The list has some of most innovative companies in the world
Grew with human assets
Transformation of how to win is significant.
The role of physical assets
Graph of a price index of commodities in real dollars, 200 years
Long-term downward trend
Physical assets that were important at the beginning of century, won't get you there
You now need to knock down 4 times as many trees, as 200 years ago
Assets used by companies have shifted.
Five types of assets:
Physical assets: plant and equipment, e.g. drilling / cutting rights
Financial assets: Equity, debt capacity
Human assets: e.g. experienced sales people
Knowledge assets: things that don't walk out the door, e.g. patents, know-how, procedures
Network / social assets: dedicated customers, reputation, alliances
From the raw numbers, would argue that physical assets mean a lot less than they use to.
With those different types of assets, have a strain on the traditional way we conceptualize organizations.
Traditional view: organizations start with leaders
They formulate strategy
They head up a hierarchy
They create control procedures
They "sell" to get "buy-in"
The rest of the organization is rank-and-file
They then implement the decisions
Have arms and legs
Need to get "bought in"
Comment: people get "bought in" and "sold out"!
They work in the hierarchy
If don't have buy-in, and have to change the buy-in procedure for everyone else.
No one likes this, but everyone does it -- at the receiving end or giving end
Formulators and implementers
In addition, leaders are thought as individuals
A cult of leadership, e.g. Jack Welch
Think more as classes of individuals, e.g. executive vice-presidents
Does this make sense as a conception of an organization?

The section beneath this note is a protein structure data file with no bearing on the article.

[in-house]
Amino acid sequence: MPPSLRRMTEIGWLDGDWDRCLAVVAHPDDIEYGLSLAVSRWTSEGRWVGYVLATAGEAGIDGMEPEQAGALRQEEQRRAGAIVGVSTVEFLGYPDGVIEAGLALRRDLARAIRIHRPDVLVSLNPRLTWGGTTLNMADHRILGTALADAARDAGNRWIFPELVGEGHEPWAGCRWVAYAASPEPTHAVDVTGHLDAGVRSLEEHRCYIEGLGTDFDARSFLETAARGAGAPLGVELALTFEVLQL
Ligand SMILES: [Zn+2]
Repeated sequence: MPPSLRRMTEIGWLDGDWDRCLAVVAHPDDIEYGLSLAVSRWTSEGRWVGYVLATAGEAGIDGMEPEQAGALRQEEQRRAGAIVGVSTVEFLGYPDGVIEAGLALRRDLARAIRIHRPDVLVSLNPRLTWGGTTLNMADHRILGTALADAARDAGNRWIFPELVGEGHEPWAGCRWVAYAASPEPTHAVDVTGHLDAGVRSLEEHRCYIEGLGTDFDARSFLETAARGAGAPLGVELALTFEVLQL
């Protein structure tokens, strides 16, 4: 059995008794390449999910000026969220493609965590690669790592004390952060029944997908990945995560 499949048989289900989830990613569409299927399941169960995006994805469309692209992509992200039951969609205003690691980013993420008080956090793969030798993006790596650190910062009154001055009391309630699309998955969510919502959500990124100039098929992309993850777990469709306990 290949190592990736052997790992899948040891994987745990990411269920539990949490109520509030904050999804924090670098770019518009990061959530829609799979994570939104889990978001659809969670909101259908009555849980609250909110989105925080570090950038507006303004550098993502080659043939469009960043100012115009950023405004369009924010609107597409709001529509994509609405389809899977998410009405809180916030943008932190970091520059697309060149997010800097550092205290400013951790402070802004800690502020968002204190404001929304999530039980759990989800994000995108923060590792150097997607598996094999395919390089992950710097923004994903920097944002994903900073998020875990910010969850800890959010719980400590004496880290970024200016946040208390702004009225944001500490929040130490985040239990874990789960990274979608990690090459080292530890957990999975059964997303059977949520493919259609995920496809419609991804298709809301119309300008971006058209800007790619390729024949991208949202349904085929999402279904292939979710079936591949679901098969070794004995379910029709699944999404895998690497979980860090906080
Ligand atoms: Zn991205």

Limitations of the traditional view:
In reality, there are no choiceless doers
If formulation is choosing, and implementation is something else, then it must be choiceless doing.
"It's a strategy, and it's important to do something with it".
When working with companies, Roger tries to figure out who's great at their jobs.
With some people, incredibly fast
Then other people would take 10 minutes, with conversations about anything but banking
Third group: talked, but about banking.
First group see banking as a bother
Second group: banking as one of their important social events of the day. If they don't have a social experience with me, they don't like their banking.
Third group: people who want advice on banking
Where in the manual is the three strategic segments?
No, she thought she's just doing her job.
Afraid that she would get fired: for doing.
Fired by people above, who didn't understand the three strategic segments.
While the organization liked to think about her as a choiceless doer, she like to think about the three strategic segments.
Thus, a no-win situation
If the organization wins, brilliant strategy
If the organization loses, bad implementation